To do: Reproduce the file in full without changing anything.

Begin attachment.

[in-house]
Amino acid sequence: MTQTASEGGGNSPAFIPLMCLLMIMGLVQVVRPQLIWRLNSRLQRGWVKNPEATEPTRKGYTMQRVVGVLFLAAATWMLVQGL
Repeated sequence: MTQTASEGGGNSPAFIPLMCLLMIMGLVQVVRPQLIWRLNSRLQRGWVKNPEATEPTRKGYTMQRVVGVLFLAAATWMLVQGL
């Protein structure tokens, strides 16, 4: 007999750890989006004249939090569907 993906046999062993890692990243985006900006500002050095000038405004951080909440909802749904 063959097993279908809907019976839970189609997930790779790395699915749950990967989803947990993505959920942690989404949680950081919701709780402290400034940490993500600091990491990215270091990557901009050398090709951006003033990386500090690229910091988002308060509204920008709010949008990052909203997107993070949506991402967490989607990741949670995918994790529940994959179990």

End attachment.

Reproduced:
[in-house]
Amino acid sequence: MTQTASEGGGNSPAFIPLMCLLMIMGLVQVVRPQLIWRLNSRLQRGWVKNPEATEPTRKGYTMQRVVGVLFLAAATWMLVQGL
Repeated sequence: MTQTASEGGGNSPAFIPLMCLLMIMGLVQVVRPQLIWRLNSRLQRGWVKNPEATEPTRKGYTMQRVVGVLFLAAATWMLVQGL
């Protein structure tokens, strides 16, 4: 007999750890989006004249939090569907 993906046999062993890692990243985006900006500002050095000038405004951080909440909802749904 063959097993279908809907019976839970189609997930790779790395699915749950990967989803947990993505959920942690989404949680950081919701709780402290400034940490993500600091990491990215270091990557901009050398090709951006003033990386500090690229910091988002308060509204920008709010949008990052909203997107993070949506991402967490989607990741949670995918994790529940994959179990």